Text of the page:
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The Y Combinator (mvanier.livejournal.com)
86 points by ecopoesis 53 days ago | hide | past | web | favorite | 21 comments

This remind of the best material in my opinion to understand the Y combinator, "(Y Y) Works! by Matthias Felleisen and Dan Friedman"[1]. Its very light read IMO, and highly recommended.

[1] https://xivilization.net/~marek/binaries/Y.pdf

Unfortunately, the Y Combinator does not work for Actor programs, which can implement non-deterministic procedures that cannot be implemented in the non-deterministic lambda calculus. For further information, see the following:


@ProfHewitt, I have to say I think you did a lot of people (including myself) a disservice by polluting Wikipedia with promotions of your original research on the Actor model of computation.

Modelling concurrent computation is not the place for an intellectual "land grab"; if your work has value, I think it's time to let other people promote it for you.

Personal attacks have no place on Hacker News!

Please confine your remarks to substantive issues.

Hacker News is not a popularity contest.

BTW. Wikipedia suffers many of the same bugs as other Internet Social Media. I started the Wikipedia article on the Actor Model. Unfortunately, the article is now extremely obsolete because of Wikipedia censorship. See the following for current information:


PS. It is invalid to criticize a scientist for publishing original research. Instead, publishing original research is a primary activity of scientists.

This gets posted at least once a year now :D https://news.ycombinator.com/from?site=mvanier.livejournal.c...

Somewhat tangential: I just clicked the "past" link assuming it would show similar results to the page you linked and man was I ever wrong! It doesn't search for the exact phrase, so many unrelated stories flood the results. But this does mean that low-hanging fruit are within reach: all our tireless admins would have to do is add double-quotation marks around the search query! :)

This particular title matches a lot of stories for obvious reasons. I'm not sure exact-querying would be better in general.

Mike taught the intro CS course at Caltech using SICP (at least when I took it). It’s cool to see his name pop up here and there still.

Does anyone happen to know where is there an article on the (non)existence of the Y combinator typed using recursive parameterized types?

I really didn't expect this sort of Y Combinator, especially on this page. Still very interesting read, because I didn't know it before and at the same time it shed a bit of light on naming of this company.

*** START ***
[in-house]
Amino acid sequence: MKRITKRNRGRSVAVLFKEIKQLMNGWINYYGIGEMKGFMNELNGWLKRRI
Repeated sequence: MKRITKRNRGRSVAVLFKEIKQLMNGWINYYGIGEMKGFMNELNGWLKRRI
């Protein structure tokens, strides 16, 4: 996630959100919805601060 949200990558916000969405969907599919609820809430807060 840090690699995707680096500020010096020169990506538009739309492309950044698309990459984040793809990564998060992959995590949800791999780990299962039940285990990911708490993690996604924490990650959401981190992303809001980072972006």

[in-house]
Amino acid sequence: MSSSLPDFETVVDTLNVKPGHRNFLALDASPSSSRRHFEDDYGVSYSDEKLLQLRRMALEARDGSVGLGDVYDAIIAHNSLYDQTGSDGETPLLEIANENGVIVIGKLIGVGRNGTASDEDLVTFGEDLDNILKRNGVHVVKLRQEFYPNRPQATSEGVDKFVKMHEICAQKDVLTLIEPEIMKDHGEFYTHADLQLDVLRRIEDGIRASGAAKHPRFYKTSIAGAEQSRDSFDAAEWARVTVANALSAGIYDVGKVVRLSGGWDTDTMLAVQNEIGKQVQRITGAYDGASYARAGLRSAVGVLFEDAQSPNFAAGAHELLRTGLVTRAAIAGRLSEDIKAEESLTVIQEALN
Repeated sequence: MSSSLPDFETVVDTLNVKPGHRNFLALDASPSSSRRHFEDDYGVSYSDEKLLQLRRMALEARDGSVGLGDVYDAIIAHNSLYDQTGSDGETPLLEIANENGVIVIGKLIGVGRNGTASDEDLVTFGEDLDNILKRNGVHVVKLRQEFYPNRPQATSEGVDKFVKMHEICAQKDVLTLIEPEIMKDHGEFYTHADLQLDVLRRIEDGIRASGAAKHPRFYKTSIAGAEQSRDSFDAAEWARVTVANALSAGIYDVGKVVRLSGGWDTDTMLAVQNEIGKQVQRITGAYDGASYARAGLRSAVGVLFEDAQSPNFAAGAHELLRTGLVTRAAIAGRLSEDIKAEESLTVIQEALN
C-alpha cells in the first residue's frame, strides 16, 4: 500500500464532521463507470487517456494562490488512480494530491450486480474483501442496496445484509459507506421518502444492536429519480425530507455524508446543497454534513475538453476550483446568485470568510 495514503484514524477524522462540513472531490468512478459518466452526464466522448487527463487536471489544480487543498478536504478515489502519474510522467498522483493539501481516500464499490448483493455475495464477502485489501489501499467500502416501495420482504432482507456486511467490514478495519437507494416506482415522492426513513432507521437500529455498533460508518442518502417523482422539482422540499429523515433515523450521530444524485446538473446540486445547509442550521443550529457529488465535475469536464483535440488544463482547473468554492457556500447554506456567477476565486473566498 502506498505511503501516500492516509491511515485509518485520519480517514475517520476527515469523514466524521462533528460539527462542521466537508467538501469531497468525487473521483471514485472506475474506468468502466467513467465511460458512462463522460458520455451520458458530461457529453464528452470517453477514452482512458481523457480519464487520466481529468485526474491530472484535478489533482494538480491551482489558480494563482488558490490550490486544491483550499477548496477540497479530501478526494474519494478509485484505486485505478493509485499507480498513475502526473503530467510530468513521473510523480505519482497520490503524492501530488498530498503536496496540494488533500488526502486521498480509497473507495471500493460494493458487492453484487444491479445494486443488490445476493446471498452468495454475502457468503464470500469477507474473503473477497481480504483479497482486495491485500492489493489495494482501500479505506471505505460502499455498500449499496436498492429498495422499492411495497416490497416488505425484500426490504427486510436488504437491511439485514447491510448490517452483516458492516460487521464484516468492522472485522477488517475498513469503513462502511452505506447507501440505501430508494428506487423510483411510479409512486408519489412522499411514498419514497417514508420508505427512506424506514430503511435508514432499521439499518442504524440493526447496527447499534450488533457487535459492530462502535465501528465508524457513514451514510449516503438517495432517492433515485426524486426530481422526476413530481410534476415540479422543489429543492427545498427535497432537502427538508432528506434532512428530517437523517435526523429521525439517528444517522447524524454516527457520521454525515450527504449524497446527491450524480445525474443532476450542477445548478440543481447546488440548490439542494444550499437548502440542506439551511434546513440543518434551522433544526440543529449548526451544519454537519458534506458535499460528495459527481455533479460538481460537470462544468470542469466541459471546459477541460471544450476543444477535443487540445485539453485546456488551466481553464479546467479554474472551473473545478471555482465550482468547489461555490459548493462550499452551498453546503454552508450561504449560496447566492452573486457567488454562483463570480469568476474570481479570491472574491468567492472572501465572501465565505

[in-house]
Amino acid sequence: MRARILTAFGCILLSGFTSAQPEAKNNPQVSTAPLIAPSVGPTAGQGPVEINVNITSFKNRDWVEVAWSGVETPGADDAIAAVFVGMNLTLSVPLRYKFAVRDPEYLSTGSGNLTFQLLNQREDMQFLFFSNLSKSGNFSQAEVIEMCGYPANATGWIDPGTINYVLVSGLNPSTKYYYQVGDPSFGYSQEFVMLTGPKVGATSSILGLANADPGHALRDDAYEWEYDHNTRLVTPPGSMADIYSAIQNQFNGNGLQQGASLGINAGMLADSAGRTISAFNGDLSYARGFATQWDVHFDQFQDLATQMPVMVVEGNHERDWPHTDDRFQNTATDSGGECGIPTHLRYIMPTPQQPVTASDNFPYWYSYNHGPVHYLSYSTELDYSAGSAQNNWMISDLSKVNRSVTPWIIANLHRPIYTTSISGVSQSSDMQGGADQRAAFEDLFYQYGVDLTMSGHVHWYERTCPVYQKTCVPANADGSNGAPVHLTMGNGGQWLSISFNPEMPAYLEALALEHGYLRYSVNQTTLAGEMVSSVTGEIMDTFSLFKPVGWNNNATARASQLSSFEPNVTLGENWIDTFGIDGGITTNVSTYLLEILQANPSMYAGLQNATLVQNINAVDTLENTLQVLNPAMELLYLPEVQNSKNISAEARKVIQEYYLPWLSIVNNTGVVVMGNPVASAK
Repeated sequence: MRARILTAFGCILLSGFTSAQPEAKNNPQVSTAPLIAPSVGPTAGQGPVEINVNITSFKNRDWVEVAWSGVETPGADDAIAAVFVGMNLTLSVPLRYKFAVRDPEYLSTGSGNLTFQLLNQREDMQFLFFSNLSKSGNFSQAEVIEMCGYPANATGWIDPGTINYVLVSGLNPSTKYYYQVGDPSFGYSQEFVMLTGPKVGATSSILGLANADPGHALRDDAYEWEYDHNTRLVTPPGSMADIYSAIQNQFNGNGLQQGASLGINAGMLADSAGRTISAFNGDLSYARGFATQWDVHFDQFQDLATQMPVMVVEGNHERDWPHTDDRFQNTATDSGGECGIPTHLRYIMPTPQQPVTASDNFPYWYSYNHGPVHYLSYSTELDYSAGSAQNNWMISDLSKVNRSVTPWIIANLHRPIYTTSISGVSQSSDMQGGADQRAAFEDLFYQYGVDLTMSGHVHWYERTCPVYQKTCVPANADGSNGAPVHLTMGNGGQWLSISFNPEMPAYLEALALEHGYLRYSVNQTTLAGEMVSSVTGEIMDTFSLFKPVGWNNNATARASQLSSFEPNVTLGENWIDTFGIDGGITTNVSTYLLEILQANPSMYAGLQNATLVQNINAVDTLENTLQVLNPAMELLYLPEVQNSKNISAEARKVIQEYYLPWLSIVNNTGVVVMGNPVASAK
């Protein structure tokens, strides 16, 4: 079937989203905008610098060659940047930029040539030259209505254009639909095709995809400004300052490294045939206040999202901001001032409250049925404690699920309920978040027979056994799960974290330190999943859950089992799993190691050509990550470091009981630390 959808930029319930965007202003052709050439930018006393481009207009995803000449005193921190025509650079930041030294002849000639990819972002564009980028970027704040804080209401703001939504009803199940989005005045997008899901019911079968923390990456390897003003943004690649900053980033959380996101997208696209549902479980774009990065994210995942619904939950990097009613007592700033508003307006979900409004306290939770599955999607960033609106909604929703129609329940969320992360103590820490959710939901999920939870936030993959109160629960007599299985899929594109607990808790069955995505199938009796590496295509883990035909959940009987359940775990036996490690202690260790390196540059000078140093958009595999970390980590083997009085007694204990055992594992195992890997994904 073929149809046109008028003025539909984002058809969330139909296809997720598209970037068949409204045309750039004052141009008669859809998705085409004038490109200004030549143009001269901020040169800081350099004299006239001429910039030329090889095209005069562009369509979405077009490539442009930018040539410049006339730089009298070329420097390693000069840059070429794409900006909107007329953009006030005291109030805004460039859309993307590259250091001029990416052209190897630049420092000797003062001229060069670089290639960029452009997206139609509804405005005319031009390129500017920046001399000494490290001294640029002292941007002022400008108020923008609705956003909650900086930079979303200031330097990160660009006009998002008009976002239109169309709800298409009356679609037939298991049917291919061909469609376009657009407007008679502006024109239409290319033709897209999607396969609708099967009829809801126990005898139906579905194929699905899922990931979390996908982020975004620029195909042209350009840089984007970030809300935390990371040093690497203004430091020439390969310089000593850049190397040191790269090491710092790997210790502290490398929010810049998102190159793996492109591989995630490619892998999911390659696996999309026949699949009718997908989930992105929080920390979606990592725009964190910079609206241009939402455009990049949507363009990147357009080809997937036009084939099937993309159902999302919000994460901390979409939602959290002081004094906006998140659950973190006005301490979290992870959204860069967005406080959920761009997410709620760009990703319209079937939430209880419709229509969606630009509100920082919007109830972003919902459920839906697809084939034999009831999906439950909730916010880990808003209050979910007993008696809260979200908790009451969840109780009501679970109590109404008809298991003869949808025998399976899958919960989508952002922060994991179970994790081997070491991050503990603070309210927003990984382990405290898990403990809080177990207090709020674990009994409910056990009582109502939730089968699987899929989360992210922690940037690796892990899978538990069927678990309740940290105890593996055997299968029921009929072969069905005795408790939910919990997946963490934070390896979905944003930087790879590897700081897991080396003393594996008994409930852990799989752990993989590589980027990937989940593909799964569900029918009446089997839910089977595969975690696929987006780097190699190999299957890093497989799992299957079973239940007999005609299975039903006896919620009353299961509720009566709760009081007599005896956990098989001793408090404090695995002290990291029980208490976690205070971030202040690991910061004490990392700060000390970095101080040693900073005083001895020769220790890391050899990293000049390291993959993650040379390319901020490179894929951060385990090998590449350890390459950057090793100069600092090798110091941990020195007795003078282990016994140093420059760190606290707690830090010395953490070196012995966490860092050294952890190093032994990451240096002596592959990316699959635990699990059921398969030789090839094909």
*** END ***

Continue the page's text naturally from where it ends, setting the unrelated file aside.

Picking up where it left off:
But... Y?

because f Y f.

f (Y f), surely ….

To quote the article:

> (I'm using a function notation without parentheses here, so factorial 3 is the same as what is usually written as factorial(3). Humor me.)

Sure, I am fine with that (else I would have proposed the abysmal `f(Y(f))`); but `f Y f` suffers from the ambiguity of `f (Y f)` versus `(f Y) f`, and, at least from my familiarity with Haskell, I automatically parse it as the latter (which I am guessing was not what proc0 intended).

I just thought it would be funny to quote the article there, I'm not too hung up on which representation is used.

>I think we can similarly use knowledge of the Y combinator as a dividing line between programmers who are "functionally literate" (i.e. have a reasonably deep knowledge of functional programming) and those who aren't. There are other topics that could serve just as well as Y (notably monads), but Y will do nicely. So if you aspire to have the True Lambda-Nature, read on.

Unfortunately, the article leaves out types, which are an even more important topic for a "literate" programmer.

The recursive definition of Y can easily be adapted to be strongly typed. However, there is no strongly typed Y combinator without self-applicable recursively defined types. Consequently, the Y combinator is not something that needs to concern a competent programmer, who will of course be using strong types ;-)

> Consequently, the Y combinator is not something that needs to concern a competent programmer, who will of course be using strong types ;-)

A competent programmer selects their tools based on multiple metrics, which can include meta metrics like popularity (size of hiring pool) as well as external constraints such as a predetermined platform or interoperability with an existing system.

Competent programmers compensate as best they can when using weaker tool chains, such as those lacking strong types.

I don't disagree.

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